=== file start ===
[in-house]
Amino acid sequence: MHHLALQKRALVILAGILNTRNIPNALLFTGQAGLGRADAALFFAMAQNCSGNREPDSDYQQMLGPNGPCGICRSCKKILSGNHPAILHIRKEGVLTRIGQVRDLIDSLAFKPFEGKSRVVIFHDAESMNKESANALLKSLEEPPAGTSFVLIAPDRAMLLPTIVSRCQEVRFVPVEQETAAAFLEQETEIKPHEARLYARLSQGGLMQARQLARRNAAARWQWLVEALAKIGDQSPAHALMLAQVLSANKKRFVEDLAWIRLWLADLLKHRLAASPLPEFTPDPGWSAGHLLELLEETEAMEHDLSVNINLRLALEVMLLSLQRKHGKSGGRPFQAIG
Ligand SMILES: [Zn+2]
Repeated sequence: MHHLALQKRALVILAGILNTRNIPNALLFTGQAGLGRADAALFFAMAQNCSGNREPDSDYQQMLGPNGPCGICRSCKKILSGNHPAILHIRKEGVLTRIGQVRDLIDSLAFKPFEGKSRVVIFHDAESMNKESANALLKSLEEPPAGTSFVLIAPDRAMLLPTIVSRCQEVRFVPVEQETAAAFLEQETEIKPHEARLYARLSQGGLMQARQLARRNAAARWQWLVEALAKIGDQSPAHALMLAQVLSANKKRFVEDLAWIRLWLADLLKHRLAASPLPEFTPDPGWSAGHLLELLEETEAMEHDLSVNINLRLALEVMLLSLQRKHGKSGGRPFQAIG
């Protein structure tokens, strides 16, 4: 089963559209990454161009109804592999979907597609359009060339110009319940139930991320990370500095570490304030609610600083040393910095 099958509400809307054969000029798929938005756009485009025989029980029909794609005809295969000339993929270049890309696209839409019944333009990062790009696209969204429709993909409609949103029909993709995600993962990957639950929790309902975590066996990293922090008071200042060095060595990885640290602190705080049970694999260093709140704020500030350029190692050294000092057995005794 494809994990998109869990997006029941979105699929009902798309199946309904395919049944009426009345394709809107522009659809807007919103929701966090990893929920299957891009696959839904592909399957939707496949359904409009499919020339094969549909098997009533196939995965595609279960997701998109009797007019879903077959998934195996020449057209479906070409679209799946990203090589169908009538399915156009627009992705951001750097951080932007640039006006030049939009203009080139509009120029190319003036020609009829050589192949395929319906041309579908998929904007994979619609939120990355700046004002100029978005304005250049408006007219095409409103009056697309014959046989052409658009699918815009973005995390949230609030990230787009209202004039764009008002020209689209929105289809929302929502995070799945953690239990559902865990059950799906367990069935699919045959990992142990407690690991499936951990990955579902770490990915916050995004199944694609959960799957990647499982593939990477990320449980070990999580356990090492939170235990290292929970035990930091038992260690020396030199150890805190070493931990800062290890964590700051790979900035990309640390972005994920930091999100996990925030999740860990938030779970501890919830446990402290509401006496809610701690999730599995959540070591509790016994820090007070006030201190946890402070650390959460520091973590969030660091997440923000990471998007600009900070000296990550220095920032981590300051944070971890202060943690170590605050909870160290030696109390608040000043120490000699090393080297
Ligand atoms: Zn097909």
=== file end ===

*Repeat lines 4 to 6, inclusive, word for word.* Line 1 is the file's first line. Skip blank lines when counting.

Repeated sequence: MHHLALQKRALVILAGILNTRNIPNALLFTGQAGLGRADAALFFAMAQNCSGNREPDSDYQQMLGPNGPCGICRSCKKILSGNHPAILHIRKEGVLTRIGQVRDLIDSLAFKPFEGKSRVVIFHDAESMNKESANALLKSLEEPPAGTSFVLIAPDRAMLLPTIVSRCQEVRFVPVEQETAAAFLEQETEIKPHEARLYARLSQGGLMQARQLARRNAAARWQWLVEALAKIGDQSPAHALMLAQVLSANKKRFVEDLAWIRLWLADLLKHRLAASPLPEFTPDPGWSAGHLLELLEETEAMEHDLSVNINLRLALEVMLLSLQRKHGKSGGRPFQAIG
């Protein structure tokens, strides 16, 4: 089963559209990454161009109804592999979907597609359009060339110009319940139930991320990370500095570490304030609610600083040393910095 099958509400809307054969000029798929938005756009485009025989029980029909794609005809295969000339993929270049890309696209839409019944333009990062790009696209969204429709993909409609949103029909993709995600993962990957639950929790309902975590066996990293922090008071200042060095060595990885640290602190705080049970694999260093709140704020500030350029190692050294000092057995005794 494809994990998109869990997006029941979105699929009902798309199946309904395919049944009426009345394709809107522009659809807007919103929701966090990893929920299957891009696959839904592909399957939707496949359904409009499919020339094969549909098997009533196939995965595609279960997701998109009797007019879903077959998934195996020449057209479906070409679209799946990203090589169908009538399915156009627009992705951001750097951080932007640039006006030049939009203009080139509009120029190319003036020609009829050589192949395929319906041309579908998929904007994979619609939120990355700046004002100029978005304005250049408006007219095409409103009056697309014959046989052409658009699918815009973005995390949230609030990230787009209202004039764009008002020209689209929105289809929302929502995070799945953690239990559902865990059950799906367990069935699919045959990992142990407690690991499936951990990955579902770490990915916050995004199944694609959960799957990647499982593939990477990320449980070990999580356990090492939170235990290292929970035990930091038992260690020396030199150890805190070493931990800062290890964590700051790979900035990309640390972005994920930091999100996990925030999740860990938030779970501890919830446990402290509401006496809610701690999730599995959540070591509790016994820090007070006030201190946890402070650390959460520091973590969030660091997440923000990471998007600009900070000296990550220095920032981590300051944070971890202060943690170590605050909870160290030696109390608040000043120490000699090393080297
Ligand atoms: Zn097909």